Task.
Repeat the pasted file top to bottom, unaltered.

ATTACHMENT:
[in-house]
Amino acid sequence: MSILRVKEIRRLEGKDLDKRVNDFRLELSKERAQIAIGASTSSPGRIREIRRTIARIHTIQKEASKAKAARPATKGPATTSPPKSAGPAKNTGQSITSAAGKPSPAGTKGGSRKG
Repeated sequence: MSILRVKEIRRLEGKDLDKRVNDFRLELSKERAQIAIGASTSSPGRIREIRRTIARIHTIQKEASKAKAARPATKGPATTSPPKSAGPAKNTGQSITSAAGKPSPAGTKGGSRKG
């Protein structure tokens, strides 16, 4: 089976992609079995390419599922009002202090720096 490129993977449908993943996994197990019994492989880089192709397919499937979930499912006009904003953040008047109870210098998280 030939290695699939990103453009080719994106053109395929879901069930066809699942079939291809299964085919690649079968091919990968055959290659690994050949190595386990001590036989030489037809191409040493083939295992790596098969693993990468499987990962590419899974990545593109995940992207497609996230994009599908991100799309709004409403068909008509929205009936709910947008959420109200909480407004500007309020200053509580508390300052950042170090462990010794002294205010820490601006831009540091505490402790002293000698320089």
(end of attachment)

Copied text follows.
[in-house]
Amino acid sequence: MSILRVKEIRRLEGKDLDKRVNDFRLELSKERAQIAIGASTSSPGRIREIRRTIARIHTIQKEASKAKAARPATKGPATTSPPKSAGPAKNTGQSITSAAGKPSPAGTKGGSRKG
Repeated sequence: MSILRVKEIRRLEGKDLDKRVNDFRLELSKERAQIAIGASTSSPGRIREIRRTIARIHTIQKEASKAKAARPATKGPATTSPPKSAGPAKNTGQSITSAAGKPSPAGTKGGSRKG
């Protein structure tokens, strides 16, 4: 089976992609079995390419599922009002202090720096 490129993977449908993943996994197990019994492989880089192709397919499937979930499912006009904003953040008047109870210098998280 030939290695699939990103453009080719994106053109395929879901069930066809699942079939291809299964085919690649079968091919990968055959290659690994050949190595386990001590036989030489037809191409040493083939295992790596098969693993990468499987990962590419899974990545593109995940992207497609996230994009599908991100799309709004409403068909008509929205009936709910947008959420109200909480407004500007309020200053509580508390300052950042170090462990010794002294205010820490601006831009540091505490402790002293000698320089």